Seven speakers testified Thursday at a public hearing on a Wisconsin Assembly bill that more strictly defines and sets mandatory punishments for free speech disruptions on the state’s college campuses.
Representatives on the Assembly Committee on Colleges and Universities engaged in nearly four hours of back-and-forth about Assembly Bill 444, which requires University of Wisconsin schools to declare protection of free speech rights and establish disciplinary sanctions for “violent or other disorderly conduct that materially and substantially disrupts the free speech of others.” Six people, three formally for and two against, spoke at the public hearing at the University of Wisconsin-Oshkosh.
Bill cosponsors Rep. Cody Horlacher, R-Mukwonago, and Sen. Chris Kapenga, R-Delafield, were present to discuss the bill. Since its original introduction in September, Horlacher and committee chair Rep. Dave Murphy, R-Greenville, have introduced an amendment that extends the bill to the technical college system and defines “materially and substantially disrupts.”
Kapenga said that universities in Wisconsin and across the country have seen free speech “targeted and suppressed.”
“Part of this growing trend teaches young people that disrupting a speech or acting with violence can shut down anyone from having their voice heard or censor speech you do not agree with,” Kapenga said. “Our bill will address these concerns, as well as strengthen our First Amendment rights on university campuses and technical colleges.”
The Foundation for Individual Rights in Education, which ranks hundreds of free speech policies across the country, has given no green light ratings to any Wisconsin institution. A red or yellow light means the school’s policy is blatantly or at risk of being unconstitutional.
FIRE legislative and policy director Joe Cohn did not speak for or against the bill, but called it “a mixed bag” and urged legislators, if they have the time, to continue working on it.
“There are major parts of this bill that get things exactly right and do it really well,” he said. “(Other parts) really don’t cut the mustard.”
AB444 is a reintroduction of a nearly identical bill that died in the Senate in 2017, although the UW Board of Regents passed similar policies later the same year. In October, the board voted to make punishments for free speech violations not optional, but mandatory. Students are to be suspended after two violations and expelled after three.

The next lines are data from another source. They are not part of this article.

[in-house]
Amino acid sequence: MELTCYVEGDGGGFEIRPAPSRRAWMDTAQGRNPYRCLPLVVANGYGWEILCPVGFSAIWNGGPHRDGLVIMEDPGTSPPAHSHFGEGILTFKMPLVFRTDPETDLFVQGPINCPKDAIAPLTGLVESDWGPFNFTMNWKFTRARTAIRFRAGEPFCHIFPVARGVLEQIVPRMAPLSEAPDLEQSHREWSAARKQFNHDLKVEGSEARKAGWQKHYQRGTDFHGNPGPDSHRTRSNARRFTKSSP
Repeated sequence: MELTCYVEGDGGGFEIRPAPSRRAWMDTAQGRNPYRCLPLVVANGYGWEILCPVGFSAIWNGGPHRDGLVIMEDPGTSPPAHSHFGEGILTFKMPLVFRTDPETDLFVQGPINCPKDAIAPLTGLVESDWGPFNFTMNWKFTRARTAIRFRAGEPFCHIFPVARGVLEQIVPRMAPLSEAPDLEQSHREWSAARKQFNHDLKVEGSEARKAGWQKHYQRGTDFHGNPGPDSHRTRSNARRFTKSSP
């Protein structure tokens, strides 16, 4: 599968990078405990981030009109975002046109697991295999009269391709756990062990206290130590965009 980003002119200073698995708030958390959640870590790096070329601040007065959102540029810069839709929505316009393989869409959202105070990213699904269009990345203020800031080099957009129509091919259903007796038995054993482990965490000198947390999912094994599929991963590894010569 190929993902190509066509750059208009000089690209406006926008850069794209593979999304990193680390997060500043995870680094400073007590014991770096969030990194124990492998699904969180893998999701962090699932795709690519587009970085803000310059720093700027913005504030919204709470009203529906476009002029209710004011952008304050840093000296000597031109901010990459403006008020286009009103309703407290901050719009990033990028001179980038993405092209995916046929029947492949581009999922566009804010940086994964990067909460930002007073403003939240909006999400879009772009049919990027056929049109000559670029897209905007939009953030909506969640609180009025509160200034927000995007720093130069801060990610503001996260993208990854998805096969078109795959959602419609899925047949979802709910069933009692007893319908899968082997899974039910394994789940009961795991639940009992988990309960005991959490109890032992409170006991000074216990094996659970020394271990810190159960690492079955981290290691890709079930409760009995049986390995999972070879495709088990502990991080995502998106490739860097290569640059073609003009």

AB444 would codify the regulations into state law, although Gov. Tony Evers has said he would veto the legislation.
Discussion of the bill, which would require schools to explicitly cite their commitment to defending free speech, included reference to a University of Chicago welcome letter in 2016 that opposed trigger warnings and safe spaces. When Kapenga said University of Chicago policies have not resulted in any threats to free speech, Rep. Katrina Shankland, D-Stevens Point, called it a logical fallacy.
“You can’t measure speech that doesn’t exist due to the chilling of free speech,” Shankland said. “You can’t measure who didn’t say what because of fear of intimidation in Chicago ... You can’t measure if it was effective, because you don’t know who it silenced.”
Shankland added concerns that the bill would allow anyone to anonymously report violations without reasonable cause. She called it a “guise” of free speech protection that will ultimately take conversations off the table or harm people with the threat of anonymous reporting.
Former Regent Tim Higgins, however, testified that the bill “doesn’t go far enough.” Not only should it require penalties for convicted students, but it should also establish a separate committee to review reports.
“My complaint is going to be heard by students, faculty and staff of the university that has every reason in the world not to embarrass itself by putting one of its students on the carpet for having created a disruption and violated my rights,” Higgins said. “We have the fox guarding the hen house."
Though the bill has roiled students, faculty and staff across campuses, much of the discussion is largely abstract and syntactical. Still, Victor Forberger of the State Bar of Wisconsin's Civil Rights and Liberties section spoke against the legislation, saying any attempt at free speech regulation will be subject to “strict scrutiny by the courts” and must be “narrowly tailored.”
“I understand the purpose of this bill. I understand the heckler’s veto, which this bill is essentially trying to regulate, is a real problem,” Forberger said. “But it’s also one of the most difficult things in First Amendment law to deal with ... Trying to do a one-size-fits-all on the heckler’s veto is going to be extremely problematic.”
Forberger said he thinks the bill could simply encourage universities and professors not to engage in potentially risky activities or invite speakers altogether.
At a university committee meeting Monday, UW-Madison Police Chief Kristen Roman said “we’ve not even come close” to seeing students potentially affected by sanctions.
“We’re not seeing that there has been a chilling effect, but that’s something that we’ve heard concerns about,” Roman said. “We understand that to be the case, so we’re really open to hearing if that’s an experience that people have been seeing.”
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